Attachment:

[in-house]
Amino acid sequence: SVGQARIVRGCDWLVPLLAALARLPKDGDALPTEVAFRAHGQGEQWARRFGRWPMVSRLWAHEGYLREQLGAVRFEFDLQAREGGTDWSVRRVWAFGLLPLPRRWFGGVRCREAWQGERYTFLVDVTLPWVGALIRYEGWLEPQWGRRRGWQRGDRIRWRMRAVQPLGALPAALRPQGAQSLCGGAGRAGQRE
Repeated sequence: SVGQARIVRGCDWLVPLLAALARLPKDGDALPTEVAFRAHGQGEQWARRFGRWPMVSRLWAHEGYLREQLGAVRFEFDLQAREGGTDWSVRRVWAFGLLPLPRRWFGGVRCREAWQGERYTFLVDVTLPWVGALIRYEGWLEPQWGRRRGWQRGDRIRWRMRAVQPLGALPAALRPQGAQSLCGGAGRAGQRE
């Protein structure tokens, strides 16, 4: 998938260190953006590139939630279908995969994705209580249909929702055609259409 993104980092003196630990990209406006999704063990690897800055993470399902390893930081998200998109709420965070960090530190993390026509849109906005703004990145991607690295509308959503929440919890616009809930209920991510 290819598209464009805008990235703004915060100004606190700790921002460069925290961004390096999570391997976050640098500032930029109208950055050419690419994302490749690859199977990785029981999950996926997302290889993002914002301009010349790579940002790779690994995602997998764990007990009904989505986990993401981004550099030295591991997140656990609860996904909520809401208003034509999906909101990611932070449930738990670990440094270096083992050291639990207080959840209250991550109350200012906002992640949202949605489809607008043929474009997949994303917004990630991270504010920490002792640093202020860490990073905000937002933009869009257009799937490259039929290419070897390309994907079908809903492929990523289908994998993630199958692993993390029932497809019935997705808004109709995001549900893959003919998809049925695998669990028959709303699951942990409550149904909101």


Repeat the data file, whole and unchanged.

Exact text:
[in-house]
Amino acid sequence: SVGQARIVRGCDWLVPLLAALARLPKDGDALPTEVAFRAHGQGEQWARRFGRWPMVSRLWAHEGYLREQLGAVRFEFDLQAREGGTDWSVRRVWAFGLLPLPRRWFGGVRCREAWQGERYTFLVDVTLPWVGALIRYEGWLEPQWGRRRGWQRGDRIRWRMRAVQPLGALPAALRPQGAQSLCGGAGRAGQRE
Repeated sequence: SVGQARIVRGCDWLVPLLAALARLPKDGDALPTEVAFRAHGQGEQWARRFGRWPMVSRLWAHEGYLREQLGAVRFEFDLQAREGGTDWSVRRVWAFGLLPLPRRWFGGVRCREAWQGERYTFLVDVTLPWVGALIRYEGWLEPQWGRRRGWQRGDRIRWRMRAVQPLGALPAALRPQGAQSLCGGAGRAGQRE
């Protein structure tokens, strides 16, 4: 998938260190953006590139939630279908995969994705209580249909929702055609259409 993104980092003196630990990209406006999704063990690897800055993470399902390893930081998200998109709420965070960090530190993390026509849109906005703004990145991607690295509308959503929440919890616009809930209920991510 290819598209464009805008990235703004915060100004606190700790921002460069925290961004390096999570391997976050640098500032930029109208950055050419690419994302490749690859199977990785029981999950996926997302290889993002914002301009010349790579940002790779690994995602997998764990007990009904989505986990993401981004550099030295591991997140656990609860996904909520809401208003034509999906909101990611932070449930738990670990440094270096083992050291639990207080959840209250991550109350200012906002992640949202949605489809607008043929474009997949994303917004990630991270504010920490002792640093202020860490990073905000937002933009869009257009799937490259039929290419070897390309994907079908809903492929990523289908994998993630199958692993993390029932497809019935997705808004109709995001549900893959003919998809049925695998669990028959709303699951942990409550149904909101």